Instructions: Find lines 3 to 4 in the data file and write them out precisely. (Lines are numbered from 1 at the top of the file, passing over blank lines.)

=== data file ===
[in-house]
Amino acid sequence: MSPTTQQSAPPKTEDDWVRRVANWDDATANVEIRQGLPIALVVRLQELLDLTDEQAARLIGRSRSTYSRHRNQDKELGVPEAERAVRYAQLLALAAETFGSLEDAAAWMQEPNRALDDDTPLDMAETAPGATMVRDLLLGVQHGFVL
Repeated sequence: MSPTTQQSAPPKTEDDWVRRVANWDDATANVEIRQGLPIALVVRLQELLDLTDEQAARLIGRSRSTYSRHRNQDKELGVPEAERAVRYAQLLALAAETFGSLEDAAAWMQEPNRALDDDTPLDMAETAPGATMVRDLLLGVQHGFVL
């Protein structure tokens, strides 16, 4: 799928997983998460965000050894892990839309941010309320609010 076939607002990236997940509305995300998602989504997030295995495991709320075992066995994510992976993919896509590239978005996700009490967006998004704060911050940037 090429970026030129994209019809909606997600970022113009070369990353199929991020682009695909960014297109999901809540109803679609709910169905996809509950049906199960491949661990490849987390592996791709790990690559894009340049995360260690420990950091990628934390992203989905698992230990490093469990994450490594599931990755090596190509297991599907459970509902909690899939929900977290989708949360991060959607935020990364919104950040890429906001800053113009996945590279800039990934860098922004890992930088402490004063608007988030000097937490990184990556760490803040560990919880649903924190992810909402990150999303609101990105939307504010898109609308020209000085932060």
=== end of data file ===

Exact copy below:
Repeated sequence: MSPTTQQSAPPKTEDDWVRRVANWDDATANVEIRQGLPIALVVRLQELLDLTDEQAARLIGRSRSTYSRHRNQDKELGVPEAERAVRYAQLLALAAETFGSLEDAAAWMQEPNRALDDDTPLDMAETAPGATMVRDLLLGVQHGFVL
């Protein structure tokens, strides 16, 4: 799928997983998460965000050894892990839309941010309320609010 076939607002990236997940509305995300998602989504997030295995495991709320075992066995994510992976993919896509590239978005996700009490967006998004704060911050940037 090429970026030129994209019809909606997600970022113009070369990353199929991020682009695909960014297109999901809540109803679609709910169905996809509950049906199960491949661990490849987390592996791709790990690559894009340049995360260690420990950091990628934390992203989905698992230990490093469990994450490594599931990755090596190509297991599907459970509902909690899939929900977290989708949360991060959607935020990364919104950040890429906001800053113009996945590279800039990934860098922004890992930088402490004063608007988030000097937490990184990556760490803040560990919880649903924190992810909402990150999303609101990105939307504010898109609308020209000085932060």